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Iraq war goes to court

Families of victims murdered by coalition troops in High Court

The relatives of Iraqis who were murdered by coalition troops in Iraq are taking their case to the High Court in London. Representatives of 12 families accuse the British Ministry of Defense of being responsible for these murders.

The allegations paint a now familiar picture. A farmer shot by soldiers while trying to mend a water pump to irrigate his land. A seventeen-year-old beaten up by troops and then forced to swim across a river, drowning in the process. A man murdered when soldiers burst into his house and shot him dead. A hotel receptionist from Basra murdered by troops from the Queen's Lancashire Regiment.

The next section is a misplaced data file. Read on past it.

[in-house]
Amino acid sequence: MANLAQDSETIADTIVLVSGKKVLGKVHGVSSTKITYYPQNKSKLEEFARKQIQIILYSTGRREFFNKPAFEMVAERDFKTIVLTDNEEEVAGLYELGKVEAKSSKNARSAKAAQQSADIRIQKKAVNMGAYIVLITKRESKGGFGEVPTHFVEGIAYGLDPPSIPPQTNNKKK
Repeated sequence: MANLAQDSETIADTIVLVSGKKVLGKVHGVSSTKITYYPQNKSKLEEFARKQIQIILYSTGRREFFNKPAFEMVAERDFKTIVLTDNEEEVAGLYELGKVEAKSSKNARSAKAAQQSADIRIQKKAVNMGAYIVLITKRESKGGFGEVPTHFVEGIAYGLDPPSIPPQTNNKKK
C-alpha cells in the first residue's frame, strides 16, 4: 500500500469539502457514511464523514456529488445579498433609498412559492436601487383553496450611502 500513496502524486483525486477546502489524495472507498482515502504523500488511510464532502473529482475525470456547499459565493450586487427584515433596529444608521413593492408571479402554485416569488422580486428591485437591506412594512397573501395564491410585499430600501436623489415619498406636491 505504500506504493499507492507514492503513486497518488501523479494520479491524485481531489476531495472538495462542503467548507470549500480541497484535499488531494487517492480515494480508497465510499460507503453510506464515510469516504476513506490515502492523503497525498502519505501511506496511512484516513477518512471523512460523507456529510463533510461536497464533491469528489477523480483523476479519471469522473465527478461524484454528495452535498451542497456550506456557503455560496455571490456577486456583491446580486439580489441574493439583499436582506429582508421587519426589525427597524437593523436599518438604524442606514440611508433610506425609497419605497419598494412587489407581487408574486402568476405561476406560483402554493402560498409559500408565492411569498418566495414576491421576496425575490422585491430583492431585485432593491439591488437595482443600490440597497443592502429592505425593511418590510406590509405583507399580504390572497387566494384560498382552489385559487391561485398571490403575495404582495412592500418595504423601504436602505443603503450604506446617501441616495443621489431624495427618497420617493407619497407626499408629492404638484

These test cases, among many others, are to be presented to the High Court today, seeking a judicial review which will force the Ministry of Defense to accept legal responsibility for the deaths, in which case it will be liable for sizeable compensation claims.

Lawyers representing the families claim that the MoD is liable under the Human Rights Act of 1998. Article 3 states: "No one shall be subjected to torture or to inhuman or degrading treatment or punishment", this being the general intention of the Act which guarantees human rights in the United Kingdom.

As regards jurisdiction in Iraq, because the United Kingdom's armed forces were acting as a State, performing all acts of control from policing to judiciary procedure, the lawyers claim that the MoD is responsible and therefore liable for these murders.

If the right to claim compensation is approved by the High Court and if the MoD is deemed to be liable, this could open the floodgates for billions of USD in compensation claims for the many more families whose relatives have been abused or murdered by US armed forces.

John ASHTEAD
LONDON UNITED KINGDOM

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